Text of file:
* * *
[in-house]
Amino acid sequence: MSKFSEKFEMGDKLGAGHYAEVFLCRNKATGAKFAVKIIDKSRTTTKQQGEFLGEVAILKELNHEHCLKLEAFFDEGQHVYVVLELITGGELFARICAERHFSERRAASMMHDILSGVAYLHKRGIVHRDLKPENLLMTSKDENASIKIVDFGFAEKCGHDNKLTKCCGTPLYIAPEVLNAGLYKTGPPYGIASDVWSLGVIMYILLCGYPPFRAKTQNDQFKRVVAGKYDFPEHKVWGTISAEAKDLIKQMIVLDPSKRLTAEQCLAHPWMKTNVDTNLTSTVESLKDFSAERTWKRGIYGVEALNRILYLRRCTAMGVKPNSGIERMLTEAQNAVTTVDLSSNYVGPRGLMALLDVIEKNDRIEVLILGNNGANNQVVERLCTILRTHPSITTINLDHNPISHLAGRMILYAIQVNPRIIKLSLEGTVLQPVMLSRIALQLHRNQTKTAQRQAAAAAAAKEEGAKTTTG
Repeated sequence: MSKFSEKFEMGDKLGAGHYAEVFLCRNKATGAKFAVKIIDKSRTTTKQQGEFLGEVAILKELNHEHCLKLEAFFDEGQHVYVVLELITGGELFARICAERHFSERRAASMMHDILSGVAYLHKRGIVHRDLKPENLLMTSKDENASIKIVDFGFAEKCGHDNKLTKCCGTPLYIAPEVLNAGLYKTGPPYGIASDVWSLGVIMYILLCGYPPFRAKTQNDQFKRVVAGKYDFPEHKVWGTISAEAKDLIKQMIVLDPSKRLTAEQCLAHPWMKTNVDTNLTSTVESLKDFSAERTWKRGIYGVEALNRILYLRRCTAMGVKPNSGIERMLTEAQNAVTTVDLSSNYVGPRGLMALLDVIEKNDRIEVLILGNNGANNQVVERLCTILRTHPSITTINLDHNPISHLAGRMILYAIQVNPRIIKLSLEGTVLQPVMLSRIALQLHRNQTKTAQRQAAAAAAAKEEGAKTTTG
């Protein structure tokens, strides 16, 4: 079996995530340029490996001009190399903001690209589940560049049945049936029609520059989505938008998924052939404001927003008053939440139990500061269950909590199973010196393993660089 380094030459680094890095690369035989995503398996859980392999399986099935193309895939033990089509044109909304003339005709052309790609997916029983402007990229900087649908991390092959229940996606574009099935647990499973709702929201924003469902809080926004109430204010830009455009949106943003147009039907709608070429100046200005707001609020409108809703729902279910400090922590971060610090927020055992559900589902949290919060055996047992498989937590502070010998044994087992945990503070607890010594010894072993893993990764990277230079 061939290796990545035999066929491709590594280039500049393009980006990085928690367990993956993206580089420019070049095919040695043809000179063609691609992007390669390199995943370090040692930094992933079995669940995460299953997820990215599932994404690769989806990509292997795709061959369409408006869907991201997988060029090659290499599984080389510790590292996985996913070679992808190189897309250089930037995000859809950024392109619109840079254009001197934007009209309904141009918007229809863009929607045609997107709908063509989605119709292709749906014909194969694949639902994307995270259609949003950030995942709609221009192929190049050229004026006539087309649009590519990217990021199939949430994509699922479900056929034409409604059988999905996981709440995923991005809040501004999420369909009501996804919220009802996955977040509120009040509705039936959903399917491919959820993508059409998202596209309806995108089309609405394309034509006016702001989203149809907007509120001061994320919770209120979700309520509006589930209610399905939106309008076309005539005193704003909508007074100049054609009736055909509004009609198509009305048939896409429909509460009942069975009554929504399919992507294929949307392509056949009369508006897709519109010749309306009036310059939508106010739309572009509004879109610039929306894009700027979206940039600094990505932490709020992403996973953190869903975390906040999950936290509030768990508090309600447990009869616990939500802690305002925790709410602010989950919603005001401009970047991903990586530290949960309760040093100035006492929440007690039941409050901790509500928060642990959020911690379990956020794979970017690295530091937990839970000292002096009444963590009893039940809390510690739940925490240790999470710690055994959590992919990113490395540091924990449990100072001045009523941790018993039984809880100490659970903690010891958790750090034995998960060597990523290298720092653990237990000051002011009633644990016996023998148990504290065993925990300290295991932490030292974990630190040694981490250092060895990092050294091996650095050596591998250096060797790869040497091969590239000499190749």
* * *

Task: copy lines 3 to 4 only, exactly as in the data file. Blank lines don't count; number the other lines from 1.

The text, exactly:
Repeated sequence: MSKFSEKFEMGDKLGAGHYAEVFLCRNKATGAKFAVKIIDKSRTTTKQQGEFLGEVAILKELNHEHCLKLEAFFDEGQHVYVVLELITGGELFARICAERHFSERRAASMMHDILSGVAYLHKRGIVHRDLKPENLLMTSKDENASIKIVDFGFAEKCGHDNKLTKCCGTPLYIAPEVLNAGLYKTGPPYGIASDVWSLGVIMYILLCGYPPFRAKTQNDQFKRVVAGKYDFPEHKVWGTISAEAKDLIKQMIVLDPSKRLTAEQCLAHPWMKTNVDTNLTSTVESLKDFSAERTWKRGIYGVEALNRILYLRRCTAMGVKPNSGIERMLTEAQNAVTTVDLSSNYVGPRGLMALLDVIEKNDRIEVLILGNNGANNQVVERLCTILRTHPSITTINLDHNPISHLAGRMILYAIQVNPRIIKLSLEGTVLQPVMLSRIALQLHRNQTKTAQRQAAAAAAAKEEGAKTTTG
């Protein structure tokens, strides 16, 4: 079996995530340029490996001009190399903001690209589940560049049945049936029609520059989505938008998924052939404001927003008053939440139990500061269950909590199973010196393993660089 380094030459680094890095690369035989995503398996859980392999399986099935193309895939033990089509044109909304003339005709052309790609997916029983402007990229900087649908991390092959229940996606574009099935647990499973709702929201924003469902809080926004109430204010830009455009949106943003147009039907709608070429100046200005707001609020409108809703729902279910400090922590971060610090927020055992559900589902949290919060055996047992498989937590502070010998044994087992945990503070607890010594010894072993893993990764990277230079 061939290796990545035999066929491709590594280039500049393009980006990085928690367990993956993206580089420019070049095919040695043809000179063609691609992007390669390199995943370090040692930094992933079995669940995460299953997820990215599932994404690769989806990509292997795709061959369409408006869907991201997988060029090659290499599984080389510790590292996985996913070679992808190189897309250089930037995000859809950024392109619109840079254009001197934007009209309904141009918007229809863009929607045609997107709908063509989605119709292709749906014909194969694949639902994307995270259609949003950030995942709609221009192929190049050229004026006539087309649009590519990217990021199939949430994509699922479900056929034409409604059988999905996981709440995923991005809040501004999420369909009501996804919220009802996955977040509120009040509705039936959903399917491919959820993508059409998202596209309806995108089309609405394309034509006016702001989203149809907007509120001061994320919770209120979700309520509006589930209610399905939106309008076309005539005193704003909508007074100049054609009736055909509004009609198509009305048939896409429909509460009942069975009554929504399919992507294929949307392509056949009369508006897709519109010749309306009036310059939508106010739309572009509004879109610039929306894009700027979206940039600094990505932490709020992403996973953190869903975390906040999950936290509030768990508090309600447990009869616990939500802690305002925790709410602010989950919603005001401009970047991903990586530290949960309760040093100035006492929440007690039941409050901790509500928060642990959020911690379990956020794979970017690295530091937990839970000292002096009444963590009893039940809390510690739940925490240790999470710690055994959590992919990113490395540091924990449990100072001045009523941790018993039984809880100490659970903690010891958790750090034995998960060597990523290298720092653990237990000051002011009633644990016996023998148990504290065993925990300290295991932490030292974990630190040694981490250092060895990092050294091996650095050596591998250096060797790869040497091969590239000499190749």